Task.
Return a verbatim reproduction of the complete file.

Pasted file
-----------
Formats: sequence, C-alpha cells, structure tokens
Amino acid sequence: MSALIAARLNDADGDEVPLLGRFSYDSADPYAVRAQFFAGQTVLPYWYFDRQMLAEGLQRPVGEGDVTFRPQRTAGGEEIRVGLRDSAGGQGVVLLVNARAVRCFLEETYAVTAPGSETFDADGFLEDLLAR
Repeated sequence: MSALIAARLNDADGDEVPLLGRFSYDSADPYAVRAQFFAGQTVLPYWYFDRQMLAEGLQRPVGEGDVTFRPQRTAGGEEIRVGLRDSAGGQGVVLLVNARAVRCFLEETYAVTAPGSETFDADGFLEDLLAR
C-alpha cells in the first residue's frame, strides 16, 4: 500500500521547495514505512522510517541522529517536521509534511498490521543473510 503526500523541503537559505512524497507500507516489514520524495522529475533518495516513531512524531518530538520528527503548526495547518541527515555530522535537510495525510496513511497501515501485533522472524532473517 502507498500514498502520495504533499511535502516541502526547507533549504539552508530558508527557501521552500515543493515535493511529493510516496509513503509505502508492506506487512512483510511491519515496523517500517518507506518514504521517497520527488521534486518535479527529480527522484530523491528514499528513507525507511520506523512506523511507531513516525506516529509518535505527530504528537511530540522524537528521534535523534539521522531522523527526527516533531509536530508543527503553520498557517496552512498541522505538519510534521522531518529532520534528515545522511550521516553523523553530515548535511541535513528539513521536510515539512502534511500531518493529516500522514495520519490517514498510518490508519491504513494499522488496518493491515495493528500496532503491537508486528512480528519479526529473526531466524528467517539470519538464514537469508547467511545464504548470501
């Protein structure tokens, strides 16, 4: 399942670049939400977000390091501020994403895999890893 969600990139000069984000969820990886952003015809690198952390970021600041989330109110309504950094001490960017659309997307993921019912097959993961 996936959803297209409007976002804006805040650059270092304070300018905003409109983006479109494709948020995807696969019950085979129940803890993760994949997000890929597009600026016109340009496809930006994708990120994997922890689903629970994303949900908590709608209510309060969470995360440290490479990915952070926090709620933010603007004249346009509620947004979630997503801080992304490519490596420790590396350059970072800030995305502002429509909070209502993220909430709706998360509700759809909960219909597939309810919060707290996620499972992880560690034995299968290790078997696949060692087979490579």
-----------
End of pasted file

Formats: sequence, C-alpha cells, structure tokens
Amino acid sequence: MSALIAARLNDADGDEVPLLGRFSYDSADPYAVRAQFFAGQTVLPYWYFDRQMLAEGLQRPVGEGDVTFRPQRTAGGEEIRVGLRDSAGGQGVVLLVNARAVRCFLEETYAVTAPGSETFDADGFLEDLLAR
Repeated sequence: MSALIAARLNDADGDEVPLLGRFSYDSADPYAVRAQFFAGQTVLPYWYFDRQMLAEGLQRPVGEGDVTFRPQRTAGGEEIRVGLRDSAGGQGVVLLVNARAVRCFLEETYAVTAPGSETFDADGFLEDLLAR
C-alpha cells in the first residue's frame, strides 16, 4: 500500500521547495514505512522510517541522529517536521509534511498490521543473510 503526500523541503537559505512524497507500507516489514520524495522529475533518495516513531512524531518530538520528527503548526495547518541527515555530522535537510495525510496513511497501515501485533522472524532473517 502507498500514498502520495504533499511535502516541502526547507533549504539552508530558508527557501521552500515543493515535493511529493510516496509513503509505502508492506506487512512483510511491519515496523517500517518507506518514504521517497520527488521534486518535479527529480527522484530523491528514499528513507525507511520506523512506523511507531513516525506516529509518535505527530504528537511530540522524537528521534535523534539521522531522523527526527516533531509536530508543527503553520498557517496552512498541522505538519510534521522531518529532520534528515545522511550521516553523523553530515548535511541535513528539513521536510515539512502534511500531518493529516500522514495520519490517514498510518490508519491504513494499522488496518493491515495493528500496532503491537508486528512480528519479526529473526531466524528467517539470519538464514537469508547467511545464504548470501
């Protein structure tokens, strides 16, 4: 399942670049939400977000390091501020994403895999890893 969600990139000069984000969820990886952003015809690198952390970021600041989330109110309504950094001490960017659309997307993921019912097959993961 996936959803297209409007976002804006805040650059270092304070300018905003409109983006479109494709948020995807696969019950085979129940803890993760994949997000890929597009600026016109340009496809930006994708990120994997922890689903629970994303949900908590709608209510309060969470995360440290490479990915952070926090709620933010603007004249346009509620947004979630997503801080992304490519490596420790590396350059970072800030995305502002429509909070209502993220909430709706998360509700759809909960219909597939309810919060707290996620499972992880560690034995299968290790078997696949060692087979490579």